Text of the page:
Blog Post

While the UN Ocean Conference backs sustainable fisheries, major Coastal States commit to continued overfishing back home

Date of issue: 30 June 2022

The North Atlantic Pelagic Advocacy Group (NAPA) is the unified voice of the marketplace for sustainable seafood. We are advocating for Coastal States[1] fishing for Northeast Atlantic mackerel, Atlanto-Scandian herring, and blue whiting to put an end to more than a decade of chronic overfishing and unilateral quota setting – where quotas are set by a country of its own accord, without previous consultation or negotiation with others. 

We are alarmed by the recent decisions of the Norwegian and Faroese governments to ignore calls for cooperation and set unilateral quotas for Northeast Atlantic mackerel. In doing so, they directly challenge the cooperative and sustainable management of this crucial stock. 

Combined, both countries monopolise more than half of the total ICES advice for Northeast Atlantic mackerel, which is shared between six Coastal States[2]. Their actions undermine efforts to reach an agreement between all parties to achieve long-term sustainability of the stock. Ironically, this development has arisen in the shadow of the UN Ocean Conference taking place in Lisbon this week. 

Coastal States have consistently set catch levels well above the established scientific advice for Northeast Atlantic mackerel. The result? Annual overfishing and the suspension of Marine Stewardship Council (MSC) certification. Major brands worldwide have lost their supply of sustainably endorsed mackerel, and so have consumers. 

Our 50-strong membership comprises global brands and supply-chain businesses united by a desire to see these fisheries managed sustainably – with overall catches that comply with the scientific advice, and robust, long-term management measures firmly in place. These should be minimum requirements for the sustainable, responsible management of any fishery – Coastal States therefore have no excuse for disregarding their collective responsibility. 

Positive discussions at the Coastal States meetings last October, provided promise for NAPA retailers and suppliers that mackerel quotas could once again be on a track towards sustainability. All parties proactively agreed that total allowable catches for 2022 would adhere to the scientific advice, and discussions on crucial sharing arrangements would “take place at the earliest opportunity next year”. Our hopes were quickly dashed, however, when, over Christmas, the UK and EU set their own mackerel allocations in advance of the much anticipated quota sharing discussions (read NAPA’s previous statement on this story). 

Following a series of seemingly “productive” sharing discussions over recent months, Norway and the Faroe Islands have now published their own mackerel allocations. The Norwegian mackerel quota for 2022 is set at 278,222 tonnes, accounting for 35% of the overall ICES advice for mackerel. Meanwhile, the Faroes has set its quota at 155,804 tonnes, or 19.6% of the ICES advice for this stock. Disappointingly, both countries have claimed the same proportion of the ICES advice as they did in 2021 – the year when Norway and the Faroes unilaterally raised their allocations by an unprecedented 55%; the same year that the overall total allowable catch (TAC) exceeded ICES advice by 41.8%. Only the EU and UK have made any attempt to keep fishing effort within the allocations agreed under the historic allocation agreement, but even this has not been sufficient to prevent the TAC from being breached.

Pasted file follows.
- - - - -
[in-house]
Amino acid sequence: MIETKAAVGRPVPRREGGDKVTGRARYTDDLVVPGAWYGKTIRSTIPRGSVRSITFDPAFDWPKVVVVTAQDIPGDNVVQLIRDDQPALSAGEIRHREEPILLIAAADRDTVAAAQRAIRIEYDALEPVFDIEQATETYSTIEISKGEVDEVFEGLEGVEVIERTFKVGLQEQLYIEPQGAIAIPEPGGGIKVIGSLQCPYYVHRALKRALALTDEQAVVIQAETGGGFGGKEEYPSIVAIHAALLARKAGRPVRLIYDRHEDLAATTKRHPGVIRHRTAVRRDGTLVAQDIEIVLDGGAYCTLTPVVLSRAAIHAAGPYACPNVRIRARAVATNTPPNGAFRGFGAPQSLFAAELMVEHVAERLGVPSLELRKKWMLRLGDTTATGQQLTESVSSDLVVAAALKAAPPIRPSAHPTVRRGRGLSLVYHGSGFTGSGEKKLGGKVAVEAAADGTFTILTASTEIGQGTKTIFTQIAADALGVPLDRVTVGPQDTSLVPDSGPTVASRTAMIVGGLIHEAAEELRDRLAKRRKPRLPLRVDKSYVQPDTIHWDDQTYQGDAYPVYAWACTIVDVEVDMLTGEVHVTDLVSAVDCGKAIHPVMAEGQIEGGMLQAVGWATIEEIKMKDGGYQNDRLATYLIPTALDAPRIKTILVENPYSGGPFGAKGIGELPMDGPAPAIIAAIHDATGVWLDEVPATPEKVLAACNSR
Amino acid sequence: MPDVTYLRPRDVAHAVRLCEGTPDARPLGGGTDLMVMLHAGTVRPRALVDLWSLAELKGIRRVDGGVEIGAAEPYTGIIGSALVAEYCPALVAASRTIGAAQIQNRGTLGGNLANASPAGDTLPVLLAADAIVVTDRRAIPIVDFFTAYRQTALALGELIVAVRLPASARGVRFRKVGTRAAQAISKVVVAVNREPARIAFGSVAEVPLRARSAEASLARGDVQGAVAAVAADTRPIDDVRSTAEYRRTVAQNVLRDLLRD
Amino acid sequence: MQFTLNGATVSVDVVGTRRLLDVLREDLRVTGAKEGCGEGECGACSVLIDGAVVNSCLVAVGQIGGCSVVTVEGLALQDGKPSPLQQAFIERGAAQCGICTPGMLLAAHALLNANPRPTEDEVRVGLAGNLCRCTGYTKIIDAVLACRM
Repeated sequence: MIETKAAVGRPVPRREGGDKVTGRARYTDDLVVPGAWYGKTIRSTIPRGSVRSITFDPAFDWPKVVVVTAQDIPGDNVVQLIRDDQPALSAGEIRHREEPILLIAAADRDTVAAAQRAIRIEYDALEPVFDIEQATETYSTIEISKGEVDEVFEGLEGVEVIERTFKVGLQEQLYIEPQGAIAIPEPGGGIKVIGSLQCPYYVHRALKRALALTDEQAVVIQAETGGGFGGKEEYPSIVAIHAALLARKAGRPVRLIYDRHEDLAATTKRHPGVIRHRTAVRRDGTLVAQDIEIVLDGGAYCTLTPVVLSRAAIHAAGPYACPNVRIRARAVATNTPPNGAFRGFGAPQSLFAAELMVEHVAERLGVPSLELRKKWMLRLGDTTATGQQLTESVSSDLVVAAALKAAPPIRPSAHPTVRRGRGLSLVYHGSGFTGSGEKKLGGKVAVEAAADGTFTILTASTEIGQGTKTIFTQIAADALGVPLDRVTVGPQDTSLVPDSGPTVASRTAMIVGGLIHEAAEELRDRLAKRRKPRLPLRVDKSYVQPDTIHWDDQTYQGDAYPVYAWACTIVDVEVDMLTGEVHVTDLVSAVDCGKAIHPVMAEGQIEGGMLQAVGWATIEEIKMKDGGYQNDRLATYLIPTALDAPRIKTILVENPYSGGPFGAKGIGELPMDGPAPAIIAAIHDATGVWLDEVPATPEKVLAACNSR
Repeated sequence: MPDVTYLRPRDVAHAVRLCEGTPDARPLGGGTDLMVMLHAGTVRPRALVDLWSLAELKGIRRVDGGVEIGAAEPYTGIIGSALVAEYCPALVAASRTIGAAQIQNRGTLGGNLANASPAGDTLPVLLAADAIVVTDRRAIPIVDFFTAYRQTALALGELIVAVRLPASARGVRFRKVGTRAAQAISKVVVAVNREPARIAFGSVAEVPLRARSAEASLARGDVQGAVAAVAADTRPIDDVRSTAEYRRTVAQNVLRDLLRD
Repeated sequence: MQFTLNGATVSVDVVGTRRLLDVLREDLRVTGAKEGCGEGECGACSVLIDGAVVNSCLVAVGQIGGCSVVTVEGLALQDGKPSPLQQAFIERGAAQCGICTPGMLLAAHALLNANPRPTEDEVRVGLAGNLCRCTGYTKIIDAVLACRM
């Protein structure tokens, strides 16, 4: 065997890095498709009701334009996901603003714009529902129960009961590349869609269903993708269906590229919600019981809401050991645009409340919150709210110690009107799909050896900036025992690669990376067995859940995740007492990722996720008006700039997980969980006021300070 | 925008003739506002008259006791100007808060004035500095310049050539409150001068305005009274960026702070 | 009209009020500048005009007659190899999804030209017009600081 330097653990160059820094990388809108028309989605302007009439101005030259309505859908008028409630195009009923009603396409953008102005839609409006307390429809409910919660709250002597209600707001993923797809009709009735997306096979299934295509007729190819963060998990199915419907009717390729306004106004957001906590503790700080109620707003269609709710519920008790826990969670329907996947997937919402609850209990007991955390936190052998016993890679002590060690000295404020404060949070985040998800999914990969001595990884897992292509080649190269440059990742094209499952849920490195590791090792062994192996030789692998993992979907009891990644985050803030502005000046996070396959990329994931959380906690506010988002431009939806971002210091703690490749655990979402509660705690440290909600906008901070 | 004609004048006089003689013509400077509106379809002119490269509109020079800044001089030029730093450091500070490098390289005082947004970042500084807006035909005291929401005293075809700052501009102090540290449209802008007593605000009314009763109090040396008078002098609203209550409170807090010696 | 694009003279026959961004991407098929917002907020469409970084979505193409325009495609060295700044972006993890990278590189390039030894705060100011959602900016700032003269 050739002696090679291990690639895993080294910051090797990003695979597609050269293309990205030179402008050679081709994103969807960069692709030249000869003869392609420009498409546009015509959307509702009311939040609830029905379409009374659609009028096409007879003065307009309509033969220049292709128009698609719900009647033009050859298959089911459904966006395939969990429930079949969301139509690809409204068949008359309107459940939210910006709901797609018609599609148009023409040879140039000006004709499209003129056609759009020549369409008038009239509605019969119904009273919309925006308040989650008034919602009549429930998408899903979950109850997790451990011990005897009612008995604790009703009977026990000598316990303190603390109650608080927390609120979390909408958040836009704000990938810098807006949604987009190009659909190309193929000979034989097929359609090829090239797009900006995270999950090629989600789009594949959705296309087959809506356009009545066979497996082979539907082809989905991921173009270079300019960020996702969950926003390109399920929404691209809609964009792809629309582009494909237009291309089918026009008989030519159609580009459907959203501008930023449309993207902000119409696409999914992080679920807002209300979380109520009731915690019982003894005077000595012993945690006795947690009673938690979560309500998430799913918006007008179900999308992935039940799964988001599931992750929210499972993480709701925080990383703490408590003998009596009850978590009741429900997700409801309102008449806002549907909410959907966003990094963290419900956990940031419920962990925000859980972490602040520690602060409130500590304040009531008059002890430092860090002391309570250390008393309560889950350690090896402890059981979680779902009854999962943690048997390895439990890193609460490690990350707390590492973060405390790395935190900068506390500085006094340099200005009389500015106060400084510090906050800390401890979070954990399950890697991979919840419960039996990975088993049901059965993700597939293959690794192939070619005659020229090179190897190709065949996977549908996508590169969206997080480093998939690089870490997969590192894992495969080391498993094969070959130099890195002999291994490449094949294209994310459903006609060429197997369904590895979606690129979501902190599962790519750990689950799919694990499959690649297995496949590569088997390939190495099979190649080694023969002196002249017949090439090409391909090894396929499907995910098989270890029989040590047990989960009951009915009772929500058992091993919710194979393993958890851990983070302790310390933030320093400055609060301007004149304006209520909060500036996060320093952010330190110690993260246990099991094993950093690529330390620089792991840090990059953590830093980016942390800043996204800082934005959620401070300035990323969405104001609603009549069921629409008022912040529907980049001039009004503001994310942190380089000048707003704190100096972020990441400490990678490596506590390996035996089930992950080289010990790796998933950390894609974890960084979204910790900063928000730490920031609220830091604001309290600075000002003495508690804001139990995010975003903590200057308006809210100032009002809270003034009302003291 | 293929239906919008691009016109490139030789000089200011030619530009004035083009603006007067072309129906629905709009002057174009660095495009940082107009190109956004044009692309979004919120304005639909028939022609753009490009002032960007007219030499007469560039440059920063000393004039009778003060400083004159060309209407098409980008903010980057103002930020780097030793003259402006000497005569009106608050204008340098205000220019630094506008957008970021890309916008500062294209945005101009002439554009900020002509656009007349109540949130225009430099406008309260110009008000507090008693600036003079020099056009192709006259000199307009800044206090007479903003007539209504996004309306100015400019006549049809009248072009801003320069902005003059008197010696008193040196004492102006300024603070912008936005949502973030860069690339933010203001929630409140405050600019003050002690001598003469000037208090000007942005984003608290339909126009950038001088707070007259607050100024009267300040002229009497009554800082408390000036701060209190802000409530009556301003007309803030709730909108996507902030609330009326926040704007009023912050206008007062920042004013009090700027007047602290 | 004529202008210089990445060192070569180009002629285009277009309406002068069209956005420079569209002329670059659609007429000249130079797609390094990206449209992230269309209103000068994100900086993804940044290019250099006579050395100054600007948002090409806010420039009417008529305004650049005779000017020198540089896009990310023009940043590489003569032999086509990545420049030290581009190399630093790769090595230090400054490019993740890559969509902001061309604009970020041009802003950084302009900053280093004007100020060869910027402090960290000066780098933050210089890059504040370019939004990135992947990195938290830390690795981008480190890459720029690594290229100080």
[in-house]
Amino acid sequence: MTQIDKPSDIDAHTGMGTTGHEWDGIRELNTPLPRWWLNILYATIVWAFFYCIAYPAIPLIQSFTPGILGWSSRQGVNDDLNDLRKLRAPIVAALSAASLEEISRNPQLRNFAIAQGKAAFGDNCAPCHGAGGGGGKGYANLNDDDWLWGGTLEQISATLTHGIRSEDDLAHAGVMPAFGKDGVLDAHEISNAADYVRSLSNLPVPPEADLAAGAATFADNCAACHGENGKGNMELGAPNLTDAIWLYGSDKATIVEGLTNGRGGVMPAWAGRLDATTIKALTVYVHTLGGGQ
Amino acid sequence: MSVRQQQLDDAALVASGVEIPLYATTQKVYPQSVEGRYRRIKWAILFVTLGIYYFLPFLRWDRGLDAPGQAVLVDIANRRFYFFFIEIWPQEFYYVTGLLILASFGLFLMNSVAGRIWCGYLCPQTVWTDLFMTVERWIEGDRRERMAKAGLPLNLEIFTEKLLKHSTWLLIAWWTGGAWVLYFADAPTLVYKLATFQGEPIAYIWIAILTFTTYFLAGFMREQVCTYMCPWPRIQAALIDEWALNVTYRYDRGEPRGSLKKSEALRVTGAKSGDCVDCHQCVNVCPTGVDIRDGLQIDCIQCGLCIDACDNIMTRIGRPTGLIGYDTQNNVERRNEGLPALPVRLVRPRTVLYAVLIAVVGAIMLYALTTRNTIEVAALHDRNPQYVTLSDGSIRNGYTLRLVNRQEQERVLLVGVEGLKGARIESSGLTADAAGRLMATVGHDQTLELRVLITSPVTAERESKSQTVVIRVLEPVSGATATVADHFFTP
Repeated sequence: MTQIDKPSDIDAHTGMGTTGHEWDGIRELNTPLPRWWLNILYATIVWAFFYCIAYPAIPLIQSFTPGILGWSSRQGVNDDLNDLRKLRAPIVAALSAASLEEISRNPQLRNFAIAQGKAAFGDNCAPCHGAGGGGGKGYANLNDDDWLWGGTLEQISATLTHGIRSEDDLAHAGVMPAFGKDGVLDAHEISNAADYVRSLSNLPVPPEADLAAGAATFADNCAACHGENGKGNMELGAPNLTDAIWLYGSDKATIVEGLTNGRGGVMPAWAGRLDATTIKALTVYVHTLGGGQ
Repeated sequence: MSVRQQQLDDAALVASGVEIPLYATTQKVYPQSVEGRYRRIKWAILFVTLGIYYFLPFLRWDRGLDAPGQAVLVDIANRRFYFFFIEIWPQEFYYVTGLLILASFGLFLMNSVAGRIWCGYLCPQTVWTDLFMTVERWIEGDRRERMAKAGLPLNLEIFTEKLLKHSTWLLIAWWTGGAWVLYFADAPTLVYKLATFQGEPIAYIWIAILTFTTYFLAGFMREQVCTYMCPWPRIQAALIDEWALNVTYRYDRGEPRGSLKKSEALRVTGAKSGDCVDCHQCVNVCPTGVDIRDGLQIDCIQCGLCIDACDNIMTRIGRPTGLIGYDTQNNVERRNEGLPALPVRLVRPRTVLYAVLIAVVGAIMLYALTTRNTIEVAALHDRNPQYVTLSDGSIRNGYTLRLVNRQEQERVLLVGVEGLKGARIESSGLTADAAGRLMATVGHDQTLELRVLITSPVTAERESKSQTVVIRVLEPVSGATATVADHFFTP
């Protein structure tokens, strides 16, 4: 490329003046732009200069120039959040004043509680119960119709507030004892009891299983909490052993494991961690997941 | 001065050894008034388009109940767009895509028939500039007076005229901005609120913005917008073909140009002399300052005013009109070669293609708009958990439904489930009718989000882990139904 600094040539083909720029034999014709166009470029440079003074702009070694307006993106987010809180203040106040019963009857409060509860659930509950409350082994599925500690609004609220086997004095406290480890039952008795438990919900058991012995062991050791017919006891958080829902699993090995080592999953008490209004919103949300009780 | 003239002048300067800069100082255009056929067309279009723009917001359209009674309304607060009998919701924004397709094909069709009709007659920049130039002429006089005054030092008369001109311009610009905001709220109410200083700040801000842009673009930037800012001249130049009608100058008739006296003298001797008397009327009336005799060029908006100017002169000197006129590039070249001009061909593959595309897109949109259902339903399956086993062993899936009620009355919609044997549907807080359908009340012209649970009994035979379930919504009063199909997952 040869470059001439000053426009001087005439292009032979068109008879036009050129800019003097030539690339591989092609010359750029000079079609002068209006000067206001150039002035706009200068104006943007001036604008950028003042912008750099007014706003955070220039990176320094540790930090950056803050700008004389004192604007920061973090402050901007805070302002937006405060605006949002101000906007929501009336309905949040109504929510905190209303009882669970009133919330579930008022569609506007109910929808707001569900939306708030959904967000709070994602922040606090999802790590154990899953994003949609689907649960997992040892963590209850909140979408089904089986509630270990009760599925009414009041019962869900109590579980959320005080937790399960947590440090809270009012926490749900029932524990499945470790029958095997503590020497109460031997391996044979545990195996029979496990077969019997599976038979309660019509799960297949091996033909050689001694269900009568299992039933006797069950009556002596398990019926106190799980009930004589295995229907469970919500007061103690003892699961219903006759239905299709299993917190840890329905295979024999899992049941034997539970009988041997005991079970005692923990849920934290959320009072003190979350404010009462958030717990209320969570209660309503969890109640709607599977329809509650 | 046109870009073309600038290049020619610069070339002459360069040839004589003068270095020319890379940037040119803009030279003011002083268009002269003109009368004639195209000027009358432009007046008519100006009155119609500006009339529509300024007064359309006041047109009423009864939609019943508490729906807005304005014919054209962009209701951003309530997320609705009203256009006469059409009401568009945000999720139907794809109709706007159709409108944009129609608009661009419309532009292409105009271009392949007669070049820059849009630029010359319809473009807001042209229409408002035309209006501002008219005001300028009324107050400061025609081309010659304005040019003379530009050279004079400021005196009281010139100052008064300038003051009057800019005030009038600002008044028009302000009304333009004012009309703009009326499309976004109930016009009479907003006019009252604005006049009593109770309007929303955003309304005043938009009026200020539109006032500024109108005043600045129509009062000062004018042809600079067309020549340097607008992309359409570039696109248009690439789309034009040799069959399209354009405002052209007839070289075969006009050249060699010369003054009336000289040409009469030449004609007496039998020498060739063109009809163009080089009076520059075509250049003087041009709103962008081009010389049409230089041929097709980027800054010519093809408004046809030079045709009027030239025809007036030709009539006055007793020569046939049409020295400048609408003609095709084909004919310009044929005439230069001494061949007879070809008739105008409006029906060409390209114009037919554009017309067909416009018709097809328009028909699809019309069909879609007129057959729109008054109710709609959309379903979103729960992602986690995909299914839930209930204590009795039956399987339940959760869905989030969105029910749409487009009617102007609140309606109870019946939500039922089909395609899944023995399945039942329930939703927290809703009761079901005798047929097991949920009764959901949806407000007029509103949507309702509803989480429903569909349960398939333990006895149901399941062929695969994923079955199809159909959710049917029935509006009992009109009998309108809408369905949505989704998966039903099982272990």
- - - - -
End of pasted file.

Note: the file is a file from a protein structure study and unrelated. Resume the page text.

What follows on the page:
We therefore ask these Coastal States: How can you be invested in safeguarding the future of these fisheries by setting catch levels above the established scientific advice, year on year? How does this lead to sustainable management? 

Conservationists, scientists, policy-makers, and ocean activists worldwide are coming together for the UN Ocean Conference to review progress against Sustainable Development Goal (SDG) 14 ‘life below water’ – to conserve and sustainably use the oceans, seas, and marine resources for sustainable development. Of particular pertinence is SDG target 14.4: 

By 2020, effectively regulate harvesting, and end overfishing, illegal, unreported and unregulated (IUU) fishing and destructive fishing practices and implement science-based management plans, to restore fish stocks in the shortest time feasible at least to levels that can produce maximum sustainable yield as determined by their biological characteristics. 

The Northeast Atlantic Coastal States publicly endorse this goal, yet, as is becoming increasingly evident, their actions are entirely contradictory. Commitments are ignored whenever it is convenient. We are seeing individual countries prioritise their own political gain ahead of the needs of supply-chain businesses, fishing industries, fishing communities, and the stocks on which they all depend. 

Regardless of the complexities surrounding historic agreements, unilateral decisions, or the migration of pelagic stocks, the solution is simple. All the Coastal States fishing for mackerel – the UK, EU, Norway, Iceland, Faroes, Greenland – need to individually and collectively fish less.

[1] UK, Europe, Norway, Iceland, Faroes, Greenland, Russia 

[2] UK, Europe, Norway, Iceland, Faroes, Greenland (note that Russia is not a Coastal State for mackerel)


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